Red Stripe Disease is a bacterial infection caused by Xanthomonas rubrilineans, posing a significant problem to the global sugarcane industry. The bacteria enter the plant through stomata, wounds, or insect bites, and once inside, they grow rapidly, causing the disease’s characteristic symptoms. The name “Red Stripe” refers to the reddish-brown stripes that appear on the leaves and stems of infected sugarcane plants, which can ultimately result in stunted growth and decreased yields.
Since 1893, when it was first found in Java, the Red Stripe Disease has spread to many places where Sugarcane is grown, such as Australia, India, Africa, and the Americas. The disease has become a major concern for sugarcane producers because it has the potential to cause significant yield and quality losses. Infected plants are more susceptible to diseases, parasites, and environmental stresses like drought and frost.
Red Stripe Management in Sugarcane
Causal Organisms of Red Stripe Disease
Red Stripe Disease is caused by Xanthomonas rubrilineans, a member of the Schizomycetes class, Pseudomonadales order, and the Pseudomonadaceae family. This bacterial disease affects sugarcane crops and causes reddish-brown streaks on the leaves, hindering the plant’s development and productivity.
Disease Cycle of Red Stripe Disease
The Red Stripe Disease disease cycle begins with the dissemination of the bacterium Xanthomonas rubrilineans via wind, rain, and the cutting of infected plants. The bacterial slime dries on the surface, producing a thin, easily dispersed crust. The bacterium then penetrates host plants via natural openings or wounds and establishes itself in numerous tissues, including the xylem.
Infected parenchymatous cells can result in the cessation of normal plant function. The disease can infect other grasses, including ragi and bajra, which may contribute to its persistence and spread. The stem from which the setts are extracted is predominantly devoid of bacterial infection.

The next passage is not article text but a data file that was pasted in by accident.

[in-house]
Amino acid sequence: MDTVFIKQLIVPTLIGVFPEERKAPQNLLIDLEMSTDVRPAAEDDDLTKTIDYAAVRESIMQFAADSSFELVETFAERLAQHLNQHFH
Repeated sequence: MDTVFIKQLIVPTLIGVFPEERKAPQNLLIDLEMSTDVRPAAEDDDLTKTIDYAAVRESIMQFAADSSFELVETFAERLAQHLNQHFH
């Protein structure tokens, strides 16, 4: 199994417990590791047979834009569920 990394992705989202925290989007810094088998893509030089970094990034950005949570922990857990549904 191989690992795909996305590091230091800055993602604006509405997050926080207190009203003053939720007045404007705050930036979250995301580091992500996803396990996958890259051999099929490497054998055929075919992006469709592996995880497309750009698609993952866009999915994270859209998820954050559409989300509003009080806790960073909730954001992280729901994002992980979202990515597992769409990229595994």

Causes/Conditions Favorable for Red Stripe Disease in the Field
Red Stripe Disease is transmitted by wind, rain, and cutting, as the stem from which sets are usually harvested. The disease flourishes in moist and humid environments, and its symptoms typically manifest during the reproductive phase of the plant. Environmental factors such as high temperature, relative humidity, leaf moisture, and nitrogen availability can promote disease development. The bacterium invades plant tissue and produces toxins that move through the veins toward the leaf’s apex, causing the characteristic stripe. In Southeast Asia and India, Red Stripe Disease poses a significant hazard to sugarcane production.
Symptoms of Red Stripe Disease
- Chlorotic lesions with dark red stripes (0.5-1.0 mm in breadth and several mm in length) on the leaves, distributed all over the blade or concentrated in the middle.
- Lesions may coalesce, covering large areas of the leaf blade and causing wilting and drying of the leaves.
- On the lower surface of the leaf, dry bacterial ooze appears as whitish flakes, corresponding to the scarlet lesions on the upper surface.
- Young shoots may develop shoot or top rot, with yellow or reddish growing points and dark brown stripes.
- Rotting may commence from the tip and spread downwards.
- Dark red discoloration of tissues may be seen when affected plants are